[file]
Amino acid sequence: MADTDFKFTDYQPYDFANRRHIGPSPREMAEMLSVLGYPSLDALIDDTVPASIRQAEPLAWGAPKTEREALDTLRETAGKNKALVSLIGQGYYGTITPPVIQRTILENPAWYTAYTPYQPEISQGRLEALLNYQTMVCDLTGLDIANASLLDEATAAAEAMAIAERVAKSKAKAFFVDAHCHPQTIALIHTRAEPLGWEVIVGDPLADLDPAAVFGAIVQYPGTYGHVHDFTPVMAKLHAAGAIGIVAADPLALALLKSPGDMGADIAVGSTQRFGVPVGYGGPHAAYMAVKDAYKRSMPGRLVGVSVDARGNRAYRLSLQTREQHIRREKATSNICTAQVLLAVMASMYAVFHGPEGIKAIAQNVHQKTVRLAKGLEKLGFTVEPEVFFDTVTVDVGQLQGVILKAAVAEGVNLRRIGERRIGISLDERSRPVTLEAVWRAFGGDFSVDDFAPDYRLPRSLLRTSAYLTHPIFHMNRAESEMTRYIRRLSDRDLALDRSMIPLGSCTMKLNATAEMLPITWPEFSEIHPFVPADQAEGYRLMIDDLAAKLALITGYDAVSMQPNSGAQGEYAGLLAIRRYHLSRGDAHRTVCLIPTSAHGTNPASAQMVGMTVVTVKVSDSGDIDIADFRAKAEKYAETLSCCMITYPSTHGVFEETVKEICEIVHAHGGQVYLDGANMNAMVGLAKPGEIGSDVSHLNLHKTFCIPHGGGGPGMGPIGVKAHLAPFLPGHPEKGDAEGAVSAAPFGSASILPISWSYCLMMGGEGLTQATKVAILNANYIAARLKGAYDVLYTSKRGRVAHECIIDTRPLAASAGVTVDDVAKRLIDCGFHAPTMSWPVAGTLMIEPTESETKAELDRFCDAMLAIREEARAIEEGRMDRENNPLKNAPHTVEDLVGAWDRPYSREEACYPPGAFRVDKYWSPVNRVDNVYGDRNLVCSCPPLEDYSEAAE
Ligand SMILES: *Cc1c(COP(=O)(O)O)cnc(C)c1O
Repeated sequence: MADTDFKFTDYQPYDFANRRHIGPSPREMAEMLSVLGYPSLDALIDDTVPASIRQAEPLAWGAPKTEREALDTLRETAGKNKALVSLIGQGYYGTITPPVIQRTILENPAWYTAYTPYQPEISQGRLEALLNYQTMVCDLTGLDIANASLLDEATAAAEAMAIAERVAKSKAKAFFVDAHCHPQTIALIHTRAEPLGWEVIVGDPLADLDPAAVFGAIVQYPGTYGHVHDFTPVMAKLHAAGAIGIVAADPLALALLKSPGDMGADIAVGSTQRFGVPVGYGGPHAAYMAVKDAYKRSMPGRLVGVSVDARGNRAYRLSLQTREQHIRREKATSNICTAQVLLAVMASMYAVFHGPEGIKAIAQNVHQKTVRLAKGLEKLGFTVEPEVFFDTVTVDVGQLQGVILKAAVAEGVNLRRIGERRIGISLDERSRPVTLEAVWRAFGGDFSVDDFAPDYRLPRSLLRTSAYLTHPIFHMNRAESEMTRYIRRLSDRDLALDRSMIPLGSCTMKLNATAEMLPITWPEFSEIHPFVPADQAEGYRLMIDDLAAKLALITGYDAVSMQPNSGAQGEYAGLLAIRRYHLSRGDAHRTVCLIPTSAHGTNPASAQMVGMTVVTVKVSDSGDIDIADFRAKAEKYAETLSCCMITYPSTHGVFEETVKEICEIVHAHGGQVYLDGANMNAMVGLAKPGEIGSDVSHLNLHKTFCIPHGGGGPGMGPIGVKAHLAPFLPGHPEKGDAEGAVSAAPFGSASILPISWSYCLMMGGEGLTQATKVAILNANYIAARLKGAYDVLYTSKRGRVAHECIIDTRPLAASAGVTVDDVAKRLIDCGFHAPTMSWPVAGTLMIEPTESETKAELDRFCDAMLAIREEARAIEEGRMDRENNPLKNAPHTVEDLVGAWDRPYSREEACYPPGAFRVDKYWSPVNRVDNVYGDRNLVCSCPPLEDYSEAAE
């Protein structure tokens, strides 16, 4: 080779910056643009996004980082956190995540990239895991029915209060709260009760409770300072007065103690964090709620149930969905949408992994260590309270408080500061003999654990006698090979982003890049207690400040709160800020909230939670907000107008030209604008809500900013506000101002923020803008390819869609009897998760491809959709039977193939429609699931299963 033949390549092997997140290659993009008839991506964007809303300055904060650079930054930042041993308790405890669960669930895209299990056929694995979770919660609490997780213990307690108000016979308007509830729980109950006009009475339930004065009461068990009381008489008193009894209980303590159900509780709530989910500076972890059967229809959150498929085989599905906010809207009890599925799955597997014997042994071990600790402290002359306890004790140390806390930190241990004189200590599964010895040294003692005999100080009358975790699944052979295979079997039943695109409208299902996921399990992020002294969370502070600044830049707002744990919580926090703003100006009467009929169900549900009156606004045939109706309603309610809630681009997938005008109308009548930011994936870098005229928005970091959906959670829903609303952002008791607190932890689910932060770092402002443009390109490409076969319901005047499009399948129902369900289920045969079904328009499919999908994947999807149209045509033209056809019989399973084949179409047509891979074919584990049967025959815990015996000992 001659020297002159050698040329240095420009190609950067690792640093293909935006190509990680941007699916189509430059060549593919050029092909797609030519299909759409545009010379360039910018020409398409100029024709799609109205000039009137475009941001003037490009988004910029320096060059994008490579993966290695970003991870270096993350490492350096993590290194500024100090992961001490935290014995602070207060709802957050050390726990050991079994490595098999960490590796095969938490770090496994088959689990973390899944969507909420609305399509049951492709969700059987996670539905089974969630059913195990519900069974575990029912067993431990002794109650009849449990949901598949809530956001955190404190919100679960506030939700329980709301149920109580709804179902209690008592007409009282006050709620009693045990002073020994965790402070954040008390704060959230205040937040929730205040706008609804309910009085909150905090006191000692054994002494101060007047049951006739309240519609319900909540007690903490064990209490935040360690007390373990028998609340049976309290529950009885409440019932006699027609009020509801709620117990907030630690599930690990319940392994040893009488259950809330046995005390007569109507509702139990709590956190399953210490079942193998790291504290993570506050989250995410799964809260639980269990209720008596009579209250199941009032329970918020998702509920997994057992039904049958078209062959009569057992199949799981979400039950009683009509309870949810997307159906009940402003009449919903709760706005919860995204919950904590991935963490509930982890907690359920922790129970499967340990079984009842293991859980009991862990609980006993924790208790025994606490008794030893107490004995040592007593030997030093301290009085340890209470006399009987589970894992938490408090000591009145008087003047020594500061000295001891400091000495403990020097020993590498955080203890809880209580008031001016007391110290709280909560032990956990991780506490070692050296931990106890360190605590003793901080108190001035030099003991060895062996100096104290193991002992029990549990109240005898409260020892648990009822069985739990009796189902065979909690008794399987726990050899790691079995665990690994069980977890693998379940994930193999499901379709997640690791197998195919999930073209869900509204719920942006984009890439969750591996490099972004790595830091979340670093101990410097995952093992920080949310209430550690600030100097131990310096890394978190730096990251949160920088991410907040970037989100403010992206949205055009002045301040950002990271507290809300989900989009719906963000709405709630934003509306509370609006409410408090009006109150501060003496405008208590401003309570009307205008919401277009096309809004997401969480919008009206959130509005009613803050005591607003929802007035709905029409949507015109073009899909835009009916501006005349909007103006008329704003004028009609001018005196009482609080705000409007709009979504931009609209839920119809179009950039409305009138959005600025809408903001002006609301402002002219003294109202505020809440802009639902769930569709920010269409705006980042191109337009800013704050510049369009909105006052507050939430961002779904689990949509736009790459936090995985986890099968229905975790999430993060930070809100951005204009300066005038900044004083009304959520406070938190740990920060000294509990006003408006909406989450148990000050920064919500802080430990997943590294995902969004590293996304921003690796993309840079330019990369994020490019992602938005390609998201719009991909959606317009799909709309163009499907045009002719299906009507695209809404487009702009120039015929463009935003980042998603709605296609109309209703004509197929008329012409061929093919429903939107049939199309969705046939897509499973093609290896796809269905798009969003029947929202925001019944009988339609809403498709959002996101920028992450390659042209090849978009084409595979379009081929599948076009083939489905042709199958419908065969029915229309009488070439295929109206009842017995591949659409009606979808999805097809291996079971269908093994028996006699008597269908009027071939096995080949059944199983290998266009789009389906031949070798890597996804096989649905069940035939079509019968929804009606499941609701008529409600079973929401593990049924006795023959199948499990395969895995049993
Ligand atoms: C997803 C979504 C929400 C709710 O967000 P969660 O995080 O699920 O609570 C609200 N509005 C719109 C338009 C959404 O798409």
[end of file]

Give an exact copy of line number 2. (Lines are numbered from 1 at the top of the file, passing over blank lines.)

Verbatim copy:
Ligand SMILES: *Cc1c(COP(=O)(O)O)cnc(C)c1O